A lot of money management guides can be in-depth and complicated, often requiring serious commitment and dedicated time. When you’re just starting out on the journey to better financial health, this isn’t always possible. While you will need to commit to improving your finances in order to see results, it’s not always necessary to attempt overwhelming tasks that make you wish you’d never started in the first place.

If you’ve already decided you want to improve your finances or you recognise that your financial health isn’t brilliant, then you’ve probably passed the biggest hurdle. Often, acknowledging that you aren’t succeeding in something is the hardest part.

In this guide, we’ve put together a few tips which are very basic but almost guaranteed to help. One of the best ways to improve something like money management is by creating habits that you automatically use in your day to day life, and by slowly reshaping your mindset so that money doesn’t evoke such negative emotions.

Basic tips to better your financial health


It would be impossible to discuss good money management habits without mentioning the importance of an accurate and sustainable budget. Whether you earn £100,000 a year or £20,000 a year, having a realistic budget helps you stay on track with your finances and reduces the risk of overspending and being unprepared for any potential financial difficulty.

When creating a budget, it’s important your essential expenditure and priority bills accurately reflect your monthly costs. You may need to check through a few weeks or months of bank statements to ensure you have the correct figures, but this will make it easier to outline your disposable income. Your disposable income is the amount of money you have left over when you’ve paid all of your bills and bought essentials, like food etc. It’s a good idea to put a chunk of your income into savings so that you are financially prepared for any emergency expenses, but try to give yourself a reasonable amount of money for day to day spending, so you’re not tempted to withdraw from your savings or borrow money to finance casual purchases.

Cutting back on spending

If your finances have got into a pickle, often an influencing factor is overspending. By reducing the amount of money you spend each month – even if just for a couple of months, you can reset your finances and break the habits that have triggered overspending in the past.

It can be easy to get stuck in a rut of repetitive but unnecessary spending; for example, buying a coffee every morning. Although you might be able to afford it, the £2.50 for your coffee is just one of several payments that can drain your disposable income and cause you to borrow from your overdraft or other revolving credit. By cutting back and restricting payments for a short period, you can readjust your disposable expenditure and reshape your daily spending habits.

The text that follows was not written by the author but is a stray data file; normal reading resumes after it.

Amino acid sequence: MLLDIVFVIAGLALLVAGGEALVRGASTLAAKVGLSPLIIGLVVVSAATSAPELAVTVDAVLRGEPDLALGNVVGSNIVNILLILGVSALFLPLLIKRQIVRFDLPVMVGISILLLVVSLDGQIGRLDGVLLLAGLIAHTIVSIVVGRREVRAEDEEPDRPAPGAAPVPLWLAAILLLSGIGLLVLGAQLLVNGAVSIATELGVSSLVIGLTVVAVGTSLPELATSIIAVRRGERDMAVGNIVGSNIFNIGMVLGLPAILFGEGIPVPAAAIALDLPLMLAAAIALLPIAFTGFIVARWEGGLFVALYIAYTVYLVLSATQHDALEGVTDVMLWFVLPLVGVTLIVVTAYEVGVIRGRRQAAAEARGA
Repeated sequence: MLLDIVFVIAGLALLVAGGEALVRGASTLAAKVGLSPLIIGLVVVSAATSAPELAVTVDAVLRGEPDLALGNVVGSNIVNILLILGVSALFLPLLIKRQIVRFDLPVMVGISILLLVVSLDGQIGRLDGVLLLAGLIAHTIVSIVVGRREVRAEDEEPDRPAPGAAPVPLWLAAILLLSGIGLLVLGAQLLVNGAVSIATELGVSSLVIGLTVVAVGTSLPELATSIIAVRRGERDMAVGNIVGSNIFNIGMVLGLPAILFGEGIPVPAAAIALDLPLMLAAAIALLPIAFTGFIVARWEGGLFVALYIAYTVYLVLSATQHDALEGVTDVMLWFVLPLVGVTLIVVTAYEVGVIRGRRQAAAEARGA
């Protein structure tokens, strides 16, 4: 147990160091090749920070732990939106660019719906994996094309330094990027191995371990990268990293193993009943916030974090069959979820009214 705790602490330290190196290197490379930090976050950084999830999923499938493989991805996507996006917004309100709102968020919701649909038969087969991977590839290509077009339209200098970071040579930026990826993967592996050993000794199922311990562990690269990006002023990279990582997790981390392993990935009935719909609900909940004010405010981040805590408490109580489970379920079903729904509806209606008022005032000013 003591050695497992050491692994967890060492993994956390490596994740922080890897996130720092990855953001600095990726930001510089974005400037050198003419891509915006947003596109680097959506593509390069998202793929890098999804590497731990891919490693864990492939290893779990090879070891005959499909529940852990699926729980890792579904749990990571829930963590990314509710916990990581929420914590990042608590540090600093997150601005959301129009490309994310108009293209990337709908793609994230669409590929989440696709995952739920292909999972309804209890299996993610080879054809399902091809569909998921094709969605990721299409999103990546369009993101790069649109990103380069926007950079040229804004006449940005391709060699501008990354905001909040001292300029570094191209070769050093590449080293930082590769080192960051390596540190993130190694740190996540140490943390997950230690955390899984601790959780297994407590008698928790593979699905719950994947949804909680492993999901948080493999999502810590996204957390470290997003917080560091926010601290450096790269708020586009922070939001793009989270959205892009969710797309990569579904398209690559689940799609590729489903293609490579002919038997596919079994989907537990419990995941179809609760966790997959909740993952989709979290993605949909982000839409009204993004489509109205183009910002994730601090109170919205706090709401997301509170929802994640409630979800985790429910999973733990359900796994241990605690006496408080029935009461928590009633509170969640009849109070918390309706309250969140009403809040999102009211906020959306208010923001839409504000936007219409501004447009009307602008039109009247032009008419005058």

Savings are your biggest protection against financial difficulty, and a big factor in improving your financial wellbeing. When you have a security blanket of funds for emergency expenses, you’ll find you become much less stressed and anxious about potential increased bills or unexpected payments coming through the door. You’ll find it easier to manage your money with a smile, and as you develop sustainable saving habits, you can reap the benefits – not just for covering emergencies, but also for enjoying birthdays, Christmas and holidays with less pressure.

Start with easy steps and manageable amounts – there’s no use transferring half of your wages into savings if you have to withdraw them again later in the month. Use your budget to work out how much you can reasonably afford to save, and if you want to top it up every now and then, consider putting spare change or cash notes into a jar if they’ve been in your purse for a while. Slowly, small amounts of money accumulate to a little pot of gold and the more you save, the easier it will become to save. Just remember not to stop once you reach your target as if you need to use part of your savings, you’ll be below your target again. Savings are a constant effort (unfortunately) but provide many benefits.

Practise makes progress

Improving your financial circumstances has obvious benefits to your ability to manage money – you can cover unexpected payments with ease, additional expenses don’t worry you and festivities like Christmas or holidays are achievable. But having good financial health also positively impacts your mental health because you’ll feel less stress and anxiety when handling money, and purchases and payments that occur in day to day life won’t be so daunting.

It’s easy to feel like you’re not seeing a difference when you first start practising good money management, so it’s important to remember that sustainable changes are built up slowly. If you try to do too much too quickly, you might find the results are only temporary or you simply burnout and give up. The journey to good financial health is just that – a journey. You have to learn along the way, but financial literacy is a skill for life and one that you can pass on to your children and others around you. If you try a couple of methods and they don’t work for you, try something else. There are lots of different ways to save, various ways to budget and a whole lot of help available online.